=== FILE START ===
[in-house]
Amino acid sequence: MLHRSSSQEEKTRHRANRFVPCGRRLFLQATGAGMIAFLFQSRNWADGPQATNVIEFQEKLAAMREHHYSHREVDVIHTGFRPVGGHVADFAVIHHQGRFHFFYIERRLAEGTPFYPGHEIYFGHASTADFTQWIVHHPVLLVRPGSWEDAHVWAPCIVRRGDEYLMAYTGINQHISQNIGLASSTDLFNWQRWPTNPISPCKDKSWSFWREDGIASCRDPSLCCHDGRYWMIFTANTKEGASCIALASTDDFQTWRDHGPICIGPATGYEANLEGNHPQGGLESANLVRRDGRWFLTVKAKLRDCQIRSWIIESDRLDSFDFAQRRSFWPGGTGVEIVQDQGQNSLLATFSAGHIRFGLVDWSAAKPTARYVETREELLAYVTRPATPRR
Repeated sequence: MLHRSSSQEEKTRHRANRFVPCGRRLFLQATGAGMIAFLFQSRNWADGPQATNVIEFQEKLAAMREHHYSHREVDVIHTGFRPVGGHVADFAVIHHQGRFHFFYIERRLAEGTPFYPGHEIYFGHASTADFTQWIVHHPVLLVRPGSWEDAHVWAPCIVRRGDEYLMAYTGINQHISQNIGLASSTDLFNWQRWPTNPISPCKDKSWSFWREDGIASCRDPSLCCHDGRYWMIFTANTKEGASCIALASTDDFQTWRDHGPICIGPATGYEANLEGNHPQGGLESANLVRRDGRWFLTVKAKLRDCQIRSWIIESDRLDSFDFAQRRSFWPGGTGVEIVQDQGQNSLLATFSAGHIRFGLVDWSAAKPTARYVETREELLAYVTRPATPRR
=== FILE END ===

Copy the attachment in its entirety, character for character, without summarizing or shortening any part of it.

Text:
[in-house]
Amino acid sequence: MLHRSSSQEEKTRHRANRFVPCGRRLFLQATGAGMIAFLFQSRNWADGPQATNVIEFQEKLAAMREHHYSHREVDVIHTGFRPVGGHVADFAVIHHQGRFHFFYIERRLAEGTPFYPGHEIYFGHASTADFTQWIVHHPVLLVRPGSWEDAHVWAPCIVRRGDEYLMAYTGINQHISQNIGLASSTDLFNWQRWPTNPISPCKDKSWSFWREDGIASCRDPSLCCHDGRYWMIFTANTKEGASCIALASTDDFQTWRDHGPICIGPATGYEANLEGNHPQGGLESANLVRRDGRWFLTVKAKLRDCQIRSWIIESDRLDSFDFAQRRSFWPGGTGVEIVQDQGQNSLLATFSAGHIRFGLVDWSAAKPTARYVETREELLAYVTRPATPRR
Repeated sequence: MLHRSSSQEEKTRHRANRFVPCGRRLFLQATGAGMIAFLFQSRNWADGPQATNVIEFQEKLAAMREHHYSHREVDVIHTGFRPVGGHVADFAVIHHQGRFHFFYIERRLAEGTPFYPGHEIYFGHASTADFTQWIVHHPVLLVRPGSWEDAHVWAPCIVRRGDEYLMAYTGINQHISQNIGLASSTDLFNWQRWPTNPISPCKDKSWSFWREDGIASCRDPSLCCHDGRYWMIFTANTKEGASCIALASTDDFQTWRDHGPICIGPATGYEANLEGNHPQGGLESANLVRRDGRWFLTVKAKLRDCQIRSWIIESDRLDSFDFAQRRSFWPGGTGVEIVQDQGQNSLLATFSAGHIRFGLVDWSAAKPTARYVETREELLAYVTRPATPRR